Predator accidents blamed on crew error

MARCH AIR RESERVE BASE, Calif. -- As the U.S. military scrambles to get more robotic warplanes like the Predator aloft, it is confronting an unexpected adversary: human error.

The unmanned aircraft are prized by the Pentagon for their ability to provide reconnaissance imagery and close-air support to ground commanders in Iraq and Afghanistan.

But an Air Force researcher has found that operator mistakes are responsible for a growing number of Predator mishaps in recent years, a period in which they have been flown by increasingly inexperienced crews.

"The Air Force has increased the sheer volume of pilots put through the training pipeline and shipped them off to war with the bare minimum training required," researcher Lt. Col. Robert P. Herz said in an e-mail.

Herz investigated the Predator's record earlier this year in a doctoral dissertation that has circulated among military planners and safety experts. He provided a copy of the research to The Associated Press.

A Creech Air Force Base spokeswoman at Indian Springs, 45 miles northwest of Las Vegas, said Air Combat Command will probably compare the numbers on pilot error versus mechanical failure and other causes from Herz's report with those the command tracks through accident investigation reports.

Though equipment is lost in accidents, never has an air crew perished because of the aircraft. That's because the planes are controlled via satellite link from ground stations at times 7,000 miles away from combat zones, said Capt. Brooke Brander, spokeswoman for the 432nd Wing at Creech. The 432nd Wing is the first Unmanned Aircraft Systems wing and the home of formal training for remotely piloted Predators and Reapers.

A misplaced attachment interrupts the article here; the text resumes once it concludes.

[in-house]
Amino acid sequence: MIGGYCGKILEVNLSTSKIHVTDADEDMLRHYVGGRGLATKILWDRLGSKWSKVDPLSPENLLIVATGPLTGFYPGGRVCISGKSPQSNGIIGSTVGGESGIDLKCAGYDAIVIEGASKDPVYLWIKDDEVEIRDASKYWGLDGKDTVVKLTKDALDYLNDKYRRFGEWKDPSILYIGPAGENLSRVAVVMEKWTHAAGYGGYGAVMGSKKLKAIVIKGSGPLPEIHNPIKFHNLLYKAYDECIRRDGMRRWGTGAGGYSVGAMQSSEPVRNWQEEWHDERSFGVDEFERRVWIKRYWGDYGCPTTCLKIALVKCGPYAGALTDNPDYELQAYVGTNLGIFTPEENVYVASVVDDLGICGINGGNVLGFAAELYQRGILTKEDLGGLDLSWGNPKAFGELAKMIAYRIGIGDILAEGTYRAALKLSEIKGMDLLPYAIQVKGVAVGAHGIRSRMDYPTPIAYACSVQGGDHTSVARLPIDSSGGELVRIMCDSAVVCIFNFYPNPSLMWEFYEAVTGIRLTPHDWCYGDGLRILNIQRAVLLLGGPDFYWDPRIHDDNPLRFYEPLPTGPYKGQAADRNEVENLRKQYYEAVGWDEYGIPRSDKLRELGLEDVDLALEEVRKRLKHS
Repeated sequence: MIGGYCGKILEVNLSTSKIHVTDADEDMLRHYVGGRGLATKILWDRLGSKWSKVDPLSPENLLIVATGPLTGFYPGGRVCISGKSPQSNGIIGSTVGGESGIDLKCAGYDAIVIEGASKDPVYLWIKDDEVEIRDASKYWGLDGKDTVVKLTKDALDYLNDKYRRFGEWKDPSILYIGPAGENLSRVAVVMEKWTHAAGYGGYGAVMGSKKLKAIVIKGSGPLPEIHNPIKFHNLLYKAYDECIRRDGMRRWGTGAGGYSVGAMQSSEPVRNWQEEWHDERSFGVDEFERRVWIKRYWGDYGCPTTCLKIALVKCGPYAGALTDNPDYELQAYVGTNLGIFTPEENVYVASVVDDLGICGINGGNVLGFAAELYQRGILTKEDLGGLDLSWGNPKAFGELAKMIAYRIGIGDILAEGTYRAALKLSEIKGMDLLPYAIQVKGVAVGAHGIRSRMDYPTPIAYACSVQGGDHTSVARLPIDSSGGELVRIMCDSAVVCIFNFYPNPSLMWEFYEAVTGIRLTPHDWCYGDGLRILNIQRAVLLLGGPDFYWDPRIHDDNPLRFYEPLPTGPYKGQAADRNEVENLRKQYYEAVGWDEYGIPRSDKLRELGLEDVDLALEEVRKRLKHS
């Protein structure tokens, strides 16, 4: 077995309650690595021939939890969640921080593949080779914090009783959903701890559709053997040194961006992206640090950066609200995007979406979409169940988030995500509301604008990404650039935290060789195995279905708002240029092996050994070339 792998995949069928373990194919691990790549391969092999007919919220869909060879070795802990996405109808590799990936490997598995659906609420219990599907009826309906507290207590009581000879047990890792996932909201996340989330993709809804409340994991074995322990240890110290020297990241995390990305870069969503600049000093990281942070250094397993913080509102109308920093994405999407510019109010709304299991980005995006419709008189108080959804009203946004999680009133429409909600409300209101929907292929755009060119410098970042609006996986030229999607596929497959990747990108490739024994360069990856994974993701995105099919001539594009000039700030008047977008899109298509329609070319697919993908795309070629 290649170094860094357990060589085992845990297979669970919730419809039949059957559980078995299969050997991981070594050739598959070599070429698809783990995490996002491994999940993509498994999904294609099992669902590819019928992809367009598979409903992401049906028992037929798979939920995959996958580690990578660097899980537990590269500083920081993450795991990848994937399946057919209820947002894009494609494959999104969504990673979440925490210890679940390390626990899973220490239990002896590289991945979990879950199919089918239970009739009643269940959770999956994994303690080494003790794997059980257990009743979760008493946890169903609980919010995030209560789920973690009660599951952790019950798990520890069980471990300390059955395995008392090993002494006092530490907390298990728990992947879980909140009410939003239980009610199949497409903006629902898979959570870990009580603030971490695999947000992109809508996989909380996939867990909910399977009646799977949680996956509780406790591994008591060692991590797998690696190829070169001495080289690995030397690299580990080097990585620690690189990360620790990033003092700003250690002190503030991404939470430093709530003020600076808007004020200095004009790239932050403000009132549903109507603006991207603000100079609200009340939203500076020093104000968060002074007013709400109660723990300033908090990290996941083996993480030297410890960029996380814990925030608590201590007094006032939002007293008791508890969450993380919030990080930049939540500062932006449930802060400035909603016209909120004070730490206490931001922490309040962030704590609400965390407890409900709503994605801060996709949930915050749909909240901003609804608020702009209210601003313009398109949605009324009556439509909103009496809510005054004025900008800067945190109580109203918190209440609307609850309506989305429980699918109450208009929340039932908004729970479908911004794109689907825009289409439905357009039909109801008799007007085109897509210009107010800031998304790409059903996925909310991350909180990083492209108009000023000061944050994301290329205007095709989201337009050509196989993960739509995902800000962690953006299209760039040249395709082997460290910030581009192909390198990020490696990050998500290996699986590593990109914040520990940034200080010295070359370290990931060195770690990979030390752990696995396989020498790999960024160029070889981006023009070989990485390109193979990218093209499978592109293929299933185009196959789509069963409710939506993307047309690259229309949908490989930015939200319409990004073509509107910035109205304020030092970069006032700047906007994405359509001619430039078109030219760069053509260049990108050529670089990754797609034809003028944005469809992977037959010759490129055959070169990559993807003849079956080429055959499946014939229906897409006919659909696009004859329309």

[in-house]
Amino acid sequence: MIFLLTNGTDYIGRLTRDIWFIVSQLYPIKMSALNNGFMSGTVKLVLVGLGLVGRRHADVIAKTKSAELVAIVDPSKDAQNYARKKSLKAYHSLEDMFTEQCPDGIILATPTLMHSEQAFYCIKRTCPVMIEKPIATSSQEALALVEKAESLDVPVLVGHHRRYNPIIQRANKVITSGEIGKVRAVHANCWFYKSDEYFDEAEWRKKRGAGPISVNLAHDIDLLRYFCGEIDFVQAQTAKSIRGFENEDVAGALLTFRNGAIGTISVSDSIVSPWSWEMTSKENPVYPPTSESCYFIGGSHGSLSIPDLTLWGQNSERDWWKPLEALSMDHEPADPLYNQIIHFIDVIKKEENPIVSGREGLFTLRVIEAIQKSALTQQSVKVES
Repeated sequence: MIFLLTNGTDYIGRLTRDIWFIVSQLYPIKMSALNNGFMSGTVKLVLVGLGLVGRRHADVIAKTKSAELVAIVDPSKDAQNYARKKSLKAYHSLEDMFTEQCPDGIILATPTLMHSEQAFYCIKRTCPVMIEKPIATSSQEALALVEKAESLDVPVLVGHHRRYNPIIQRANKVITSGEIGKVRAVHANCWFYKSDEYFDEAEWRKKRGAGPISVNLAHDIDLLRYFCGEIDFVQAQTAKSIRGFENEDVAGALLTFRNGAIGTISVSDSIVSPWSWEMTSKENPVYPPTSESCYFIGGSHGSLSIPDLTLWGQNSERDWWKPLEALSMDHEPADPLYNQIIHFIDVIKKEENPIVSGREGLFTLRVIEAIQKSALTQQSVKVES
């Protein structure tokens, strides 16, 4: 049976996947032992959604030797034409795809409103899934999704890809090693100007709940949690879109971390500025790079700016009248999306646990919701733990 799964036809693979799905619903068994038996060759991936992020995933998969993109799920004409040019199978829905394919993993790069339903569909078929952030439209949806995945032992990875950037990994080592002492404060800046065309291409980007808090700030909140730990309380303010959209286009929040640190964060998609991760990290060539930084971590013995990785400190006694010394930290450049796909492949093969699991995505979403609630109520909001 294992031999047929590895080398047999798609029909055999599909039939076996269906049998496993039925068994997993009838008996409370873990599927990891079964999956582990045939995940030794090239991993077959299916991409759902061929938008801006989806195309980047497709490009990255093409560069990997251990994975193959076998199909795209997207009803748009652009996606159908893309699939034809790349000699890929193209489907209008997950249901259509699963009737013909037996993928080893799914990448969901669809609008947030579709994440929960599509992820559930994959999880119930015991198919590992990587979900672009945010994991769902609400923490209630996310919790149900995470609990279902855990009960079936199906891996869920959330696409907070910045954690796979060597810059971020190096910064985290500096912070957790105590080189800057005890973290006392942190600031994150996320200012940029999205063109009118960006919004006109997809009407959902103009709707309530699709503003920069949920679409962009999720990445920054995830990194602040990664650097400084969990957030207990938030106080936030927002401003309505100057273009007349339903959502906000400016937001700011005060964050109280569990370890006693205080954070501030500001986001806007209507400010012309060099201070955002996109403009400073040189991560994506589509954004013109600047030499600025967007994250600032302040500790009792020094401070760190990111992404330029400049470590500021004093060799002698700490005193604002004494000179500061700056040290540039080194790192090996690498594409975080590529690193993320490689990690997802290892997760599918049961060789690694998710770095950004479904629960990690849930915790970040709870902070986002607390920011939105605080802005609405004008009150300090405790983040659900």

The demand for the planes by ground force commanders is so great that Air Force officials are expanding operations at Creech and contemplating opening another training unit. Holloman Air Force Base, N.M., has been mentioned as the preferred location.

With a limited number of maintainers, pilots and sensor operators, the military can continuously operate 29 of the Predator and Reaper surveillance planes, which are flown by remote control. Each crew consists of a pilot, who is an officer, and a sensor operator, who is an enlisted airman responsible for running the plane's cameras and weapons.

Seven Predators have been destroyed this year, all in combat zones. The causes are still under investigation.

In the last few years, the number of "Class A mishaps," those resulting in $1 million or more in damage, has generally been between four and six.

The planes cost about $4 million each.

Early in the Predator program, most crashes were blamed on equipment breakdowns, many of which have now been resolved. Herz found that 71 percent of Predator mishaps from 2003 to 2006 could be attributed to "human error factors."